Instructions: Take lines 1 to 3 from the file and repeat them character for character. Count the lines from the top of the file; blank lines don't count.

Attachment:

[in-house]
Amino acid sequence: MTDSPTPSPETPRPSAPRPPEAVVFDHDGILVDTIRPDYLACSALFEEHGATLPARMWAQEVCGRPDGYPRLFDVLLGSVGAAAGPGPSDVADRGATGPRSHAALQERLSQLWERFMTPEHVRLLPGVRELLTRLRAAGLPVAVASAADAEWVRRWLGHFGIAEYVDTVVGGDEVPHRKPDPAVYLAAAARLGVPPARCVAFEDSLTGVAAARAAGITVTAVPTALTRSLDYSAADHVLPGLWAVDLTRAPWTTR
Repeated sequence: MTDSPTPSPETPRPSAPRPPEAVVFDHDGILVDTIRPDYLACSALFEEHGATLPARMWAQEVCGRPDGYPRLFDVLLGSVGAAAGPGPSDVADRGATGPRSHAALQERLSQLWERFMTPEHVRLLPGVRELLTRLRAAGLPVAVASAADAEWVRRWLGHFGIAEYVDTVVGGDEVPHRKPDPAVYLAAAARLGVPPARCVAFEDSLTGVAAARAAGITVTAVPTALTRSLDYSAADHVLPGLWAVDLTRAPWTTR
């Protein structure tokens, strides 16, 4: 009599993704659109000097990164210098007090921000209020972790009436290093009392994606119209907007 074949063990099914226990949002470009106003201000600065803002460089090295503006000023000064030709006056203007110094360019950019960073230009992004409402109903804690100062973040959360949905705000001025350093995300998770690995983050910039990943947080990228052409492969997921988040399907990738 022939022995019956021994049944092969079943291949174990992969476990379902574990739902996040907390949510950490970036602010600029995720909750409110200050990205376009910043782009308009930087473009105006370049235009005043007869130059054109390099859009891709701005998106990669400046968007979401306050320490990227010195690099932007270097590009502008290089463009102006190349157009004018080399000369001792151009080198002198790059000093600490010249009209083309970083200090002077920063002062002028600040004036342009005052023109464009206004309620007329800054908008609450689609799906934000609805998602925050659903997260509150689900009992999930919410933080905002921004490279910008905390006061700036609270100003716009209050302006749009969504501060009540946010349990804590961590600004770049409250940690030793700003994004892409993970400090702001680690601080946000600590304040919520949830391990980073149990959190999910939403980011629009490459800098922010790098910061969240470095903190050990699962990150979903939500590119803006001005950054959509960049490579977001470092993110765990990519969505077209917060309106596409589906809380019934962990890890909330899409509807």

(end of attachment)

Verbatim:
[in-house]
Amino acid sequence: MTDSPTPSPETPRPSAPRPPEAVVFDHDGILVDTIRPDYLACSALFEEHGATLPARMWAQEVCGRPDGYPRLFDVLLGSVGAAAGPGPSDVADRGATGPRSHAALQERLSQLWERFMTPEHVRLLPGVRELLTRLRAAGLPVAVASAADAEWVRRWLGHFGIAEYVDTVVGGDEVPHRKPDPAVYLAAAARLGVPPARCVAFEDSLTGVAAARAAGITVTAVPTALTRSLDYSAADHVLPGLWAVDLTRAPWTTR
Repeated sequence: MTDSPTPSPETPRPSAPRPPEAVVFDHDGILVDTIRPDYLACSALFEEHGATLPARMWAQEVCGRPDGYPRLFDVLLGSVGAAAGPGPSDVADRGATGPRSHAALQERLSQLWERFMTPEHVRLLPGVRELLTRLRAAGLPVAVASAADAEWVRRWLGHFGIAEYVDTVVGGDEVPHRKPDPAVYLAAAARLGVPPARCVAFEDSLTGVAAARAAGITVTAVPTALTRSLDYSAADHVLPGLWAVDLTRAPWTTR